World Bank slashes global growth forecast to 2.4 percent
The Bank said that the global economy should grow at just 2.4 percent this year, the same lethargic pace of 2015 and much slower than the 2.9 percent it predicted in January.
It said that the slow growth in advanced economies is holding back developed countries, with world trade and investment both depressed.
Prospects for a pickup “remain muted,” the Bank said, in a report especially downbeat for countries dependent on commodity exports like oil.
It said risks to growth have risen since the beginning of the year, particularly the high level of borrowing by companies in developing countries, which has left them vulnerable to credit crises as growth stagnates.
It also includes the rise in doubts that the aggressive monetary easing in developed countries, with negative interest rates in several, is doing the intended job of firing up economic activity.
“Economic growth remains the most important driver of poverty reduction, and that’s why we’re very concerned that growth is slowing sharply in commodity-exporting developing countries due to depressed commodity prices,” said World Bank Group President Jim Yong Kim.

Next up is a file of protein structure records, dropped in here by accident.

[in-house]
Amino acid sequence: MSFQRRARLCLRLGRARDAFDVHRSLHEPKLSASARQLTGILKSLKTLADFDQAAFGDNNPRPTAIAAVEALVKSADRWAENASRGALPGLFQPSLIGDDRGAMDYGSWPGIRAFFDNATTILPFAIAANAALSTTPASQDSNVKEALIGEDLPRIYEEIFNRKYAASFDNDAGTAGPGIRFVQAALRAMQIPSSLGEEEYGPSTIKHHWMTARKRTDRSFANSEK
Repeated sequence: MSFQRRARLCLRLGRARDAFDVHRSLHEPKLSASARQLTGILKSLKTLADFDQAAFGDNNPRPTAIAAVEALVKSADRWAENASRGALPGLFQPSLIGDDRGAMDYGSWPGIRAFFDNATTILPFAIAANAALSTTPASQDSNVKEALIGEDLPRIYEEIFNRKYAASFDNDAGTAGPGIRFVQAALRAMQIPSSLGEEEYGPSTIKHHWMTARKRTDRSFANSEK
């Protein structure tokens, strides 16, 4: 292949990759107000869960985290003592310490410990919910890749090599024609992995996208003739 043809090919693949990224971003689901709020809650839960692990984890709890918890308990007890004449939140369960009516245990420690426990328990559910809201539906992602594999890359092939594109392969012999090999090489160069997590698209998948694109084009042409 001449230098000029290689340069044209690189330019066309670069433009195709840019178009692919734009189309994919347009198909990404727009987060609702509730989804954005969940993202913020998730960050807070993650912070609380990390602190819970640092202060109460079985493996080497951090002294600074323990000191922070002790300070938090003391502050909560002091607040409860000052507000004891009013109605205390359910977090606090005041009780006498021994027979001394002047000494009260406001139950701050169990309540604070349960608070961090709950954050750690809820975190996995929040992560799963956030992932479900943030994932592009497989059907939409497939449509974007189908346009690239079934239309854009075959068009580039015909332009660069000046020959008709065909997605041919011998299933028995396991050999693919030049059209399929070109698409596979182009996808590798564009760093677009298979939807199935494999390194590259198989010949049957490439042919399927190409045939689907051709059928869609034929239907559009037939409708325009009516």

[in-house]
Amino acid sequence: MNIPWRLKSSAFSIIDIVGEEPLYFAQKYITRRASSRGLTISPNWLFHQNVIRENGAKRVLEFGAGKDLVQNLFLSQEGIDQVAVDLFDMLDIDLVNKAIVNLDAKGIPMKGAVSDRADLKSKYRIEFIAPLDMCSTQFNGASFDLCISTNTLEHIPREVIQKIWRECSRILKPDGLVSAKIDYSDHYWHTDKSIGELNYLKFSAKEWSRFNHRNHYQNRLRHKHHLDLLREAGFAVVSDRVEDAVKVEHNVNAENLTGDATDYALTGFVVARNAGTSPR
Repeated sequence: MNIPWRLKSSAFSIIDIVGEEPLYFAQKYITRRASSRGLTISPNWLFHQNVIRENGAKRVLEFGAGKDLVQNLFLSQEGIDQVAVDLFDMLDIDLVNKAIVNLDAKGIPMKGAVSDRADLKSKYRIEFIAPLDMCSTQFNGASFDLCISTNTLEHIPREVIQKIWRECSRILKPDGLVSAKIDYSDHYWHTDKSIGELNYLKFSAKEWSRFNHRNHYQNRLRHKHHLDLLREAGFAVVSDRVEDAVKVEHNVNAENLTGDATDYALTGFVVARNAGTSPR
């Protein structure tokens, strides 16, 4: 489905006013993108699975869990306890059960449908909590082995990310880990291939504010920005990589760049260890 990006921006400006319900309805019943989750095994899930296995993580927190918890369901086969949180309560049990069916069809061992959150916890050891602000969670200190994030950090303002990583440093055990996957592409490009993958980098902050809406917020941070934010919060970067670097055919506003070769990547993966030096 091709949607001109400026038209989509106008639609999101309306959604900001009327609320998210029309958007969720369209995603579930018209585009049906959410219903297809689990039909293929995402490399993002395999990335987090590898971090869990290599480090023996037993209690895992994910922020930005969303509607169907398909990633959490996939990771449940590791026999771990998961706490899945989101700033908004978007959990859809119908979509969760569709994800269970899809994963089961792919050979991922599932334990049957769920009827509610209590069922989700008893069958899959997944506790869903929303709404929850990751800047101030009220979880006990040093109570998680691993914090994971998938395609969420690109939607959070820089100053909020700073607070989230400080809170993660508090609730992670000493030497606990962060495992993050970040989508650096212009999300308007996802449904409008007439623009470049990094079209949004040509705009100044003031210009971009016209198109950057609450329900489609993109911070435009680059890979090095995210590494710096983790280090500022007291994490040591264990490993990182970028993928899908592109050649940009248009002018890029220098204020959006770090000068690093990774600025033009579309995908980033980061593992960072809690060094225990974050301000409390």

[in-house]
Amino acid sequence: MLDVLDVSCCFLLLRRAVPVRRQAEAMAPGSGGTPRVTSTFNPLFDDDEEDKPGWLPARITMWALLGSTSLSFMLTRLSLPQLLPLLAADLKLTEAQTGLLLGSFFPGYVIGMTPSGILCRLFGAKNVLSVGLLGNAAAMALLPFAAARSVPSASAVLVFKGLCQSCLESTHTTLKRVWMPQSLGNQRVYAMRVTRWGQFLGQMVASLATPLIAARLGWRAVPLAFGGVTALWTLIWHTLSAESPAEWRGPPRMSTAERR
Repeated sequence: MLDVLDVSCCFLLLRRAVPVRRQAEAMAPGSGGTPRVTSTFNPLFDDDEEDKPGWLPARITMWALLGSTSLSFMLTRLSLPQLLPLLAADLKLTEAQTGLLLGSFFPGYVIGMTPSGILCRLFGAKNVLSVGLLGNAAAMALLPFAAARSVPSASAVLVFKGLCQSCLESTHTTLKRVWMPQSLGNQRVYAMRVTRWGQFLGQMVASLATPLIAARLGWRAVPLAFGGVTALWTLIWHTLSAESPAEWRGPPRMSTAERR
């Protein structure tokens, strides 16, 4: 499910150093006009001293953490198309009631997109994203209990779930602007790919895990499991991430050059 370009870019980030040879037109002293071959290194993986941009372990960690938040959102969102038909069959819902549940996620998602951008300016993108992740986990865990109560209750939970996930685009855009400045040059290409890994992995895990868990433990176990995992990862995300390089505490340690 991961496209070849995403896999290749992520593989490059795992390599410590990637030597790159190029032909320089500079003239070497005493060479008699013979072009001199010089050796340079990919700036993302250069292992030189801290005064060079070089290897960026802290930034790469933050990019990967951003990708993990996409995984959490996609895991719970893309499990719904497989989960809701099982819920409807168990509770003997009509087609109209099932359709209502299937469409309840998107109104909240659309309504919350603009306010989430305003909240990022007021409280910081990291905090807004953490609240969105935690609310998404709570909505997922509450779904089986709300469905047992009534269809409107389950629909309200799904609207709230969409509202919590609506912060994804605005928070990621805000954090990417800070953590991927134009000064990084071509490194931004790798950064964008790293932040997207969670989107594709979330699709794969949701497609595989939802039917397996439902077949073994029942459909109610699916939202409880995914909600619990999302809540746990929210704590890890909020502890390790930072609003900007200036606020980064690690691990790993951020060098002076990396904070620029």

“This sluggish growth underscores why it’s critically important for countries to pursue policies that will boost economic growth and improve the lives of those living in extreme poverty.”
The report comes as the main developed country drivers of global growth — Japan, Europe and the United States — struggle for traction.
A sharp deceleration of the US economy since the beginning of the year is not helping carry the rest of the world, and the World Bank has cut its expectations for the world’s largest economy by 0.8 percentage point to 1.9 percent in 2016.
The Euro area will achieve only 1.6 percent growth, and Japan, fighting off deflationary pressures, will manage just 0.5 percent.
In all three, the bank said, investment remains soft amid doubts about the efficacy of policies, particularly those of central banks holding interest rates at extraordinarily low levels.
China, the other major wheel of growth, will manage to hold onto a 6.7 percent pace, but the Bank sees it slowing further to 6.3 percent by 2018.
India too is holding onto a good pace, helped by the cheap prices of key commodities it imports, including oil.
But other large emerging economies like Brazil and Russia remain locked in recession, and Nigeria and South Africa are expanding very slowly.
“Conditions remain markedly challenging for commodity exporters,” the Bank said.